DIY Friendly: Cleaning one of these out is a task you wouldn’t wish on your worst enemy. It’s difficult and unpleasant in the extreme, but Keystone has managed to make it a whole lot less painful than their competitors. You can access the innards of this model easily and pop out the dust filter for quick maintenance and better cleaning for clearer air.
Not only is it easier to maintain and therefore cleaner, it has most of the bells and whistles you’d expect. An automatic restart after it loses power means you won’t need to reset it. A 1.3 gallon tank for removing 70 pints of water per day that handles nearly 1,500 square feet of space (depending on humidity), and a 24-hour timer make it a low-maintenance marvel. Uses the tank or can drain directly.
Pro: Controls are extremely easy for anyone to use
Con: Humidity monitor is not exact
Best Balance: You really can’t go wrong with this model from Frigidaire. The price is right, the controls are stunning, the capacity is high, and everything about it says it is truly a piece of modern, fire-and-forget technology. It can handle up to 1,400 square feet, taking out up to 70 pints per day.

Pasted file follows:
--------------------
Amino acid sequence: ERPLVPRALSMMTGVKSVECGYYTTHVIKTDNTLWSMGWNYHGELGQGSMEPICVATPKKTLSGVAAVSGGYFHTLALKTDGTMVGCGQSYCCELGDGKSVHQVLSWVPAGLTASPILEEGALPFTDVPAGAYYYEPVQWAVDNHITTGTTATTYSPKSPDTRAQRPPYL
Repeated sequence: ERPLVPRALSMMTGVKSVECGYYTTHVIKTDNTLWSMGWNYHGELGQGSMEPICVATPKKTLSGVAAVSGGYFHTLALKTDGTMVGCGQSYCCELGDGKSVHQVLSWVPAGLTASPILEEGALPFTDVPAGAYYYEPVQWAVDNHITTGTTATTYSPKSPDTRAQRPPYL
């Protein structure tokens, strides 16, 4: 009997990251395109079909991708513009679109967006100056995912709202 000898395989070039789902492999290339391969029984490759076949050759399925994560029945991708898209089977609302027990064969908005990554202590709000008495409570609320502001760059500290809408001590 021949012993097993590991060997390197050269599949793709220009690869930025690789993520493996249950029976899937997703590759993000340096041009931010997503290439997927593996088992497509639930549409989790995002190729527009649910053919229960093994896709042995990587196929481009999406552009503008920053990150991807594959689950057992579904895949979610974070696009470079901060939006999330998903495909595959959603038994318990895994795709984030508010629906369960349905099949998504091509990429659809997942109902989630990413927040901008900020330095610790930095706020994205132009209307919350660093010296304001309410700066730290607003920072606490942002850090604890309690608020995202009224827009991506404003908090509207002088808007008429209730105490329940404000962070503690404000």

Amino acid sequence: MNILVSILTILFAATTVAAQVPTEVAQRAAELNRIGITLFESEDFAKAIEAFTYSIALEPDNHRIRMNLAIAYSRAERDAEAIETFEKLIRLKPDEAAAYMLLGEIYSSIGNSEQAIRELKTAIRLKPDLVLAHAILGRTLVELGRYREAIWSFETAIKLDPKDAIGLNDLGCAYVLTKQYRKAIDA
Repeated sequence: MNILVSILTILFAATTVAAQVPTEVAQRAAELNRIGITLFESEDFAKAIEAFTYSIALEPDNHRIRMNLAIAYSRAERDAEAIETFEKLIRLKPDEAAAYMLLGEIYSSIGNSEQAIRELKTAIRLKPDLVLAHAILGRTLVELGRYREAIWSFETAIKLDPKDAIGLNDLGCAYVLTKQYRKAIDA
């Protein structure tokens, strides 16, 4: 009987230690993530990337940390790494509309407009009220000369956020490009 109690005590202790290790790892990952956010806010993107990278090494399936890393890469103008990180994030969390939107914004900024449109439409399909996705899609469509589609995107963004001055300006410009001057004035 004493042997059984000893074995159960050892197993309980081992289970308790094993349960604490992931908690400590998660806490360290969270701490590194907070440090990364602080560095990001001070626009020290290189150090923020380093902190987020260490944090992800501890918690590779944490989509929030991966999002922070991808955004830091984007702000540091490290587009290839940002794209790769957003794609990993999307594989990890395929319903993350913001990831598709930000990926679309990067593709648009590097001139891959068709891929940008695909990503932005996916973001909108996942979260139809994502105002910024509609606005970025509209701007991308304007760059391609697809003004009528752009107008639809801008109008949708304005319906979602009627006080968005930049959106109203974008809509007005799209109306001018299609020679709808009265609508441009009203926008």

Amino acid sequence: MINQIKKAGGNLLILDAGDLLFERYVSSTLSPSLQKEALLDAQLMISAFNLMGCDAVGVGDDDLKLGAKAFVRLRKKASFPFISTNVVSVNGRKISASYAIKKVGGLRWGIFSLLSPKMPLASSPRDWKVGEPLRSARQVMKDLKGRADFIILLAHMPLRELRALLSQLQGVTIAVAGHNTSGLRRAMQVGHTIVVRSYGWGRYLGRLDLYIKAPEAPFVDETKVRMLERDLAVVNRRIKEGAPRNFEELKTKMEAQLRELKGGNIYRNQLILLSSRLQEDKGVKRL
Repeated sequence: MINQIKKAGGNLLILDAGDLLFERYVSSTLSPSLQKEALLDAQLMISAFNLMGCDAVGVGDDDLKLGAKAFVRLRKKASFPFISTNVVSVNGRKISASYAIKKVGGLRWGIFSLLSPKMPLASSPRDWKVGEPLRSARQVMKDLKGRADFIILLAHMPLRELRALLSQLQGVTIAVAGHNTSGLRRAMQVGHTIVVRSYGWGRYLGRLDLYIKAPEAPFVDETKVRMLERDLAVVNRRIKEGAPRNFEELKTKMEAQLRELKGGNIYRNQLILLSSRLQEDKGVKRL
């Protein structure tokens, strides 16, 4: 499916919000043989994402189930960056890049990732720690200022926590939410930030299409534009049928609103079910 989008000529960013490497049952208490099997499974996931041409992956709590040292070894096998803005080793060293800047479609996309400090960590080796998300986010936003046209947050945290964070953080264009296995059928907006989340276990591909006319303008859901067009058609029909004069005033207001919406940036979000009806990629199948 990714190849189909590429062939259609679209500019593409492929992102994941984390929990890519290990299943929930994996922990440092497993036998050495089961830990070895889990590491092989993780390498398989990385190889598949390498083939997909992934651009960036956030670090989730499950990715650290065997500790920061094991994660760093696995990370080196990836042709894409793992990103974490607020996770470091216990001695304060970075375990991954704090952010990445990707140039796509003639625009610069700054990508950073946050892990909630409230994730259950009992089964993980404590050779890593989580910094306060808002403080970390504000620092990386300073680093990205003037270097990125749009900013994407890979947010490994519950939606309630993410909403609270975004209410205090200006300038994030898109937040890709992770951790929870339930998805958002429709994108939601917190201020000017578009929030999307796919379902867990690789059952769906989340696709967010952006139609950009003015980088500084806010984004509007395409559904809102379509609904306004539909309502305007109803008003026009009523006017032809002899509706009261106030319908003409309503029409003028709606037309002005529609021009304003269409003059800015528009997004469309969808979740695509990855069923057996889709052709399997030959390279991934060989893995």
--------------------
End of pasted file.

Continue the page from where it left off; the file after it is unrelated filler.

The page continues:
A convenient removal outlet lets it run continuously without interference, so long as you have a nearby drain to remove the water. The controls are electronic permitting you to determine the exact moisture level you’re seeking. Includes a visible tank monitor and automatic shut-off should it get filled.
Pro: Easy to setup and use
Con: Waste of money if you don’t need the pump feature